Chapter no 9

The Locked Door

When I get home, the house somehow seems even more empty than usual. I step out of the garage and into the foyer, flicking on the lights.

“Honey, I’m home!” I call out.

My voice echoes through the first floor. I’m grateful I didn’t buy one of those giant houses on the market, even if I could (just barely) afford it. Anything larger than this would be frightening at night. Not that I’m easily scared.

As I stand in the hallway, I wonder if the paramedics made it out to Henry Callahan yet. I wonder if he survived the crash.

I feel a sudden flash of guilt. Yes, it was his fault for following me, and I wasn’t the one who made him crash. But I knew what was going to happen at the turn. I could’ve at least gone back to see if he needed medical attention.

But I didn’t.

I should have stopped. I’m a doctor—if he was in distress, I could’ve helped him. And I chose not to. It’s the sort of thing my father would have done. Not me. I’ve chosen to live my life differently.

But then I push away the guilt. He was the one following me. The bastard had it coming.

Anyway, I’m not going to think about it anymore.

This morning, I stuck a load of laundry in the dryer before I left the house, and I figure I’ll go grab it before I eat dinner. I hate it when there’s a load of laundry sitting in the dryer. It’s like I can sense the laundry in there, taunting me. Put me away, Nora.

That’s not strange, is it? Doesn’t everyone’s laundry talk to them?

I open the door to the basement and I flick on the lights. My house is relatively old, and the basement came unfinished. I considered fixing it up, but I’ve got plenty of space on the first two floors of my house. What do I need a finished basement for?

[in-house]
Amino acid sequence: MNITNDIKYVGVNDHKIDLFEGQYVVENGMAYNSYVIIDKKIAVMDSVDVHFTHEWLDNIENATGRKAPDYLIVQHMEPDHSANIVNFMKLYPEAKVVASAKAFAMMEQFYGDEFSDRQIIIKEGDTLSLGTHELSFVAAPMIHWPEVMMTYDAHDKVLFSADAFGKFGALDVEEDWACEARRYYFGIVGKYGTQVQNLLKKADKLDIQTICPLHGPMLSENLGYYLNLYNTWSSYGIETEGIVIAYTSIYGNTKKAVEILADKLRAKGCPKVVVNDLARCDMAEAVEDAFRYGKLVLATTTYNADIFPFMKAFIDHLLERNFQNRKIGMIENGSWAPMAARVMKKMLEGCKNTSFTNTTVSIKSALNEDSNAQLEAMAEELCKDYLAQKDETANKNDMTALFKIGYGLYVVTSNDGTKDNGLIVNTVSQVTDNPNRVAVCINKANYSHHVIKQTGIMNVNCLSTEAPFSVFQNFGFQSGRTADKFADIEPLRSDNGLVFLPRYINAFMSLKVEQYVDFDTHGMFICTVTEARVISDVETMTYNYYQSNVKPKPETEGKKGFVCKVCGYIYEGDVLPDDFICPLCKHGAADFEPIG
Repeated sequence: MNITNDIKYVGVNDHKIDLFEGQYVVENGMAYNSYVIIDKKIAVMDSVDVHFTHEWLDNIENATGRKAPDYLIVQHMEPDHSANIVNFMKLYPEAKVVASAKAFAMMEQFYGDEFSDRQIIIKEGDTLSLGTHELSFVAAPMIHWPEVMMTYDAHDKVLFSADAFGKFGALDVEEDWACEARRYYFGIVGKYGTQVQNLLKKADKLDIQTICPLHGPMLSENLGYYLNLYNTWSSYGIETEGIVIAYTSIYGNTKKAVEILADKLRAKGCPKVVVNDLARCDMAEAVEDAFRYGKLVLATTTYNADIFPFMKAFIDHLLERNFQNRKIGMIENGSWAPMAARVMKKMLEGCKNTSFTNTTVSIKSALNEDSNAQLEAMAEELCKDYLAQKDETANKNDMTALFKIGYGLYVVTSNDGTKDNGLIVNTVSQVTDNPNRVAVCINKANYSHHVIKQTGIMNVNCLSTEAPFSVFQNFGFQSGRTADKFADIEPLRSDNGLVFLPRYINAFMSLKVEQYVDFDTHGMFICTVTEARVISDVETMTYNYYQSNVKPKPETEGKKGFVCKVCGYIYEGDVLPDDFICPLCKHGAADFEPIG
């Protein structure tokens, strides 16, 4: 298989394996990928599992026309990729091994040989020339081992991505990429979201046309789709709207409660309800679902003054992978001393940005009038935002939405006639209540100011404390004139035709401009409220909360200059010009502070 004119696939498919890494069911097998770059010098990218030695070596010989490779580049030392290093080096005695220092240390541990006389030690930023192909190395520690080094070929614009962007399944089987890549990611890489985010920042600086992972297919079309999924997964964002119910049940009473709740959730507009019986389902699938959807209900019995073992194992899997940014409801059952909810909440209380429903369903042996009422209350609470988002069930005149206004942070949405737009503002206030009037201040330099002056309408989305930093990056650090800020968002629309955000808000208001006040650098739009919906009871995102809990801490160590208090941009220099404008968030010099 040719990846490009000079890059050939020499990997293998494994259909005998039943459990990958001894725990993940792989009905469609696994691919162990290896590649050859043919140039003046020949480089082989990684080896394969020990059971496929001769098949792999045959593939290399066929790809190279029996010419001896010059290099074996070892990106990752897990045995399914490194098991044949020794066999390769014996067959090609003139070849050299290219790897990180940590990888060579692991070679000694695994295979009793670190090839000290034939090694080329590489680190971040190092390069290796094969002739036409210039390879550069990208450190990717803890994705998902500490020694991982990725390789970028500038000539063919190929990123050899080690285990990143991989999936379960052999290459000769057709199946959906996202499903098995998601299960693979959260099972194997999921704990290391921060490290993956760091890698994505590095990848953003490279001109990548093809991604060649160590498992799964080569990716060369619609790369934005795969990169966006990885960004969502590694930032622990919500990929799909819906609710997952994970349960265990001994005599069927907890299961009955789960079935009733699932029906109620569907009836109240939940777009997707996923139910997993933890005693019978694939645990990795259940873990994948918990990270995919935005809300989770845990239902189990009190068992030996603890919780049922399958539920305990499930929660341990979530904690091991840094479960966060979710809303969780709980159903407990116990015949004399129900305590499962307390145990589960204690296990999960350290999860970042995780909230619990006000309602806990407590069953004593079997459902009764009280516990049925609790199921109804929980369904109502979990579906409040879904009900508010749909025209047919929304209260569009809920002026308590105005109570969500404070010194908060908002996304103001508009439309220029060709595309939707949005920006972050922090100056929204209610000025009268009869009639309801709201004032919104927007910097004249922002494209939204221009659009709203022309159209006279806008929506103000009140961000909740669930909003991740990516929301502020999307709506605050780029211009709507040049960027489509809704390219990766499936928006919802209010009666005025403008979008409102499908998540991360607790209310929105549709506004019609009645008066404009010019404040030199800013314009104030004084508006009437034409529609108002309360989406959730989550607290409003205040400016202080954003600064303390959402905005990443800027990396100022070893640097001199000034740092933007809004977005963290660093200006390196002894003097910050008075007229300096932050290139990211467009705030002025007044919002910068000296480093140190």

But on the occasion I made the mistake of inviting Philip over, he was emphatic that I should get the basement fixed up. It looks like a dungeon down here, Nora.

As I step down the concrete stairs to the basement, I recognize the truth in his words. The walls of the basement are made of brick, and the dull gray paint covering the ceiling is cracking. The only light in the room is a single lightbulb hanging from the ceiling, which flickers slightly as I walk across the room.

This basement looks exactly like a dungeon.

You don’t want your house to look like a dungeon, do you? Philip had said. But as I look around the room now, I wonder if perhaps that’s exactly what I wanted when I chose this house. After all, my father built a dungeon in our basement. But I was savvy enough to buy a house with one already supplied. It looks, in fact, a lot like the basement back in my childhood home. There’s even a lock on the basement door, even though I usually keep it unlocked.

I take a deep breath, and for a moment, I detect a hint of lavender.

I shake my head to clear it, and I sprint over to the laundry machine. As quickly as I can, I stuff piles of clean scrubs into my laundry basket. Then I race back up to the first floor and slam the door to the basement behind me.

I lean my forehead against the door to the basement, breathing hardI swallow a lump that has lodged itself in my throat. I don’t know why it smelled like lavender down there. I don’t use any cleaning supplies that have lavender in them. I must’ve been imagining it. Anyway, it doesn’t look that much like my father’s basement.

Does it?

From the back door, I can hear the familiar sound of that cat bashing her head against the door. I swallow down the lump in my throat and drop the basket of laundry on the ground. I’ll feed the cat, then I’ll put away the laundry. Then I’ve got to eat something. About half of my panic attack in the basement was probably due to hypoglycemia.

I grab a can of cat food from the cabinet. Pork this time. I open up the back door and the cat is looking up at me. I’ve never taken care of a living thing before—not even a plant—and I don’t dislike it. I’m glad I’m making the cat happy.

I empty the can of cat food into the bowl, and the cat laps at the food happily. I hesitate for a moment, then I run my hand along her back. Her fur

is so soft. She pauses in the middle of eating and lifts her head to nuzzle against my hand.

It’s cold out tonight. Maybe I should let the cat stay in my house. It would be nice not to be alone in here, just for one night…

No. No. God, what am I thinking? I can’t have a cat. Hasn’t the past taught me anything?

I yank my hand away from her fur. The cat gives me a hard look—or at least, as much as possible—but then she goes right back to eating. I quickly close the back door, lock it, and go make dinner.

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